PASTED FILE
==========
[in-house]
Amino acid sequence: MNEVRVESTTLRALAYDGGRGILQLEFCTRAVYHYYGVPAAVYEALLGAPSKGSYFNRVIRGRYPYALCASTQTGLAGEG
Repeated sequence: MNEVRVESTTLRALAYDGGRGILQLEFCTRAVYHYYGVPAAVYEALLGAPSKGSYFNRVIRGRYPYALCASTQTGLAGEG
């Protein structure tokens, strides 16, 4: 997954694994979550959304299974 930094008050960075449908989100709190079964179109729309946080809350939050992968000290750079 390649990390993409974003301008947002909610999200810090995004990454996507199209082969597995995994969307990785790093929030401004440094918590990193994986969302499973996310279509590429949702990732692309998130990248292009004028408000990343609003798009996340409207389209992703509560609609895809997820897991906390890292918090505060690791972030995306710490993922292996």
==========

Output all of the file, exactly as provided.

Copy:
[in-house]
Amino acid sequence: MNEVRVESTTLRALAYDGGRGILQLEFCTRAVYHYYGVPAAVYEALLGAPSKGSYFNRVIRGRYPYALCASTQTGLAGEG
Repeated sequence: MNEVRVESTTLRALAYDGGRGILQLEFCTRAVYHYYGVPAAVYEALLGAPSKGSYFNRVIRGRYPYALCASTQTGLAGEG
């Protein structure tokens, strides 16, 4: 997954694994979550959304299974 930094008050960075449908989100709190079964179109729309946080809350939050992968000290750079 390649990390993409974003301008947002909610999200810090995004990454996507199209082969597995995994969307990785790093929030401004440094918590990193994986969302499973996310279509590429949702990732692309998130990248292009004028408000990343609003798009996340409207389209992703509560609609895809997820897991906390890292918090505060690791972030995306710490993922292996």